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How can I mount some device with read-write access to specific user?

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2 Answers 2

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There's no generic way to do exactly that. If the filesystem doesn't have a notion of file ownership, it probably has a mount option (uid) to decide which user the files will belong to. If the filesystem does have a notion of file ownership, mount it read-write, and users will be able to write every file they have permission to.

If you only want a specific user to access the filesystem, and there is a FUSE driver for it, then arrange for the user to have read-write access to the device and mount it through FUSE as that user.

Another way to only let a specific user (or a specific group, or better fine-tuning through an ACL) is to place the mount point underneath a restricted-access directory:

mkdir -p /media/restricted/joe/somedisk
chown joe /media/restricted/joe/somedisk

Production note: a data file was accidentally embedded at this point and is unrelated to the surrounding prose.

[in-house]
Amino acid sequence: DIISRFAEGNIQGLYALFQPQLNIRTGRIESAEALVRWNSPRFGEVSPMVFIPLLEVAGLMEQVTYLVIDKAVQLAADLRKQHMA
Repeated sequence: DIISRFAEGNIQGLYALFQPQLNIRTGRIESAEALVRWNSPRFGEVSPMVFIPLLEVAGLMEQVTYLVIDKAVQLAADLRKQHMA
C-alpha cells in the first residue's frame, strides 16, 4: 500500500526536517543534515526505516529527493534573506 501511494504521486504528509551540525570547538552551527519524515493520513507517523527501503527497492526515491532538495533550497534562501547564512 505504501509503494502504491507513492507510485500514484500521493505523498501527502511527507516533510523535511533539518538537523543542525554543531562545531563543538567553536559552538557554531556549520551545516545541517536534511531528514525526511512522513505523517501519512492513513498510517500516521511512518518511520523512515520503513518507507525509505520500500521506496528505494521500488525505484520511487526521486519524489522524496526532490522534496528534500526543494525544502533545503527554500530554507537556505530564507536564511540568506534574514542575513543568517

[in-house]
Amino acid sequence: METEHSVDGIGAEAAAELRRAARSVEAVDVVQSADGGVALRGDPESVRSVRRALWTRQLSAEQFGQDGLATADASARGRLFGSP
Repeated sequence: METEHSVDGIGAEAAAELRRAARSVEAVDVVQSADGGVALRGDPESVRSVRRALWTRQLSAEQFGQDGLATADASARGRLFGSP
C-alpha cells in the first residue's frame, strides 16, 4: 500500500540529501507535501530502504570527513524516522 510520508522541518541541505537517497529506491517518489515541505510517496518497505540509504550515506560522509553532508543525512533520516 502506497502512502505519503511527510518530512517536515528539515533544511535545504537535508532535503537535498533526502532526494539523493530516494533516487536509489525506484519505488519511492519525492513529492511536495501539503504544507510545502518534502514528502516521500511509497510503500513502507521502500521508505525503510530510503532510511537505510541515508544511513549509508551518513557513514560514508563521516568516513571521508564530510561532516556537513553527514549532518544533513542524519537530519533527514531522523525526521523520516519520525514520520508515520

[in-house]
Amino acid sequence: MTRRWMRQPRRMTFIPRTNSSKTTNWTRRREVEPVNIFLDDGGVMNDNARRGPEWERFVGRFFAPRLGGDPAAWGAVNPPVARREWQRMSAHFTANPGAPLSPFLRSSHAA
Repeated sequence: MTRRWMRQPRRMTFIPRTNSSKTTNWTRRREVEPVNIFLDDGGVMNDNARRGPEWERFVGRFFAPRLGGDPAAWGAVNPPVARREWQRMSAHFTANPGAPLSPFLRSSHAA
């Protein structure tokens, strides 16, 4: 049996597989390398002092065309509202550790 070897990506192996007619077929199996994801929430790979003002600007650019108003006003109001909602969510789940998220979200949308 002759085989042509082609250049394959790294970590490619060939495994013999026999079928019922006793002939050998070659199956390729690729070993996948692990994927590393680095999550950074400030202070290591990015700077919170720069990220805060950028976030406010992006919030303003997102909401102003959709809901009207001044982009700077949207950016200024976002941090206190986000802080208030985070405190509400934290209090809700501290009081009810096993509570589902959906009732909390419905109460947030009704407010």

chmod 700 /media/restricted/joe/somedisk
mount /dev/sdz42 /media/restricted/joe/somedisk

If you want some users to have read-write access and others to have read-only access regardless of file permissions, mount the filesystem read-write under a restricted access directory and use bindfs to make a read-only view of that filesystem.

bindfs -o perms=a-w /media/private/somedisk /media/public-read-only/somedisk

You can also make a bindfs view read-write to some users and read-only for others; see the -m and -M options in the bindfs man page. Remember to put the primary mount point under a directory that only root can access.

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You can use the -o option, that will let you set up umask, owner and group owner for the mounted device.

For example :

mount -t vfat-o umask=0022,gid=33,uid=33 dev /var/www

That will mount a vfat device in /var/www with umask 0022, owner: user with ID 33, and group: group with ID 33.

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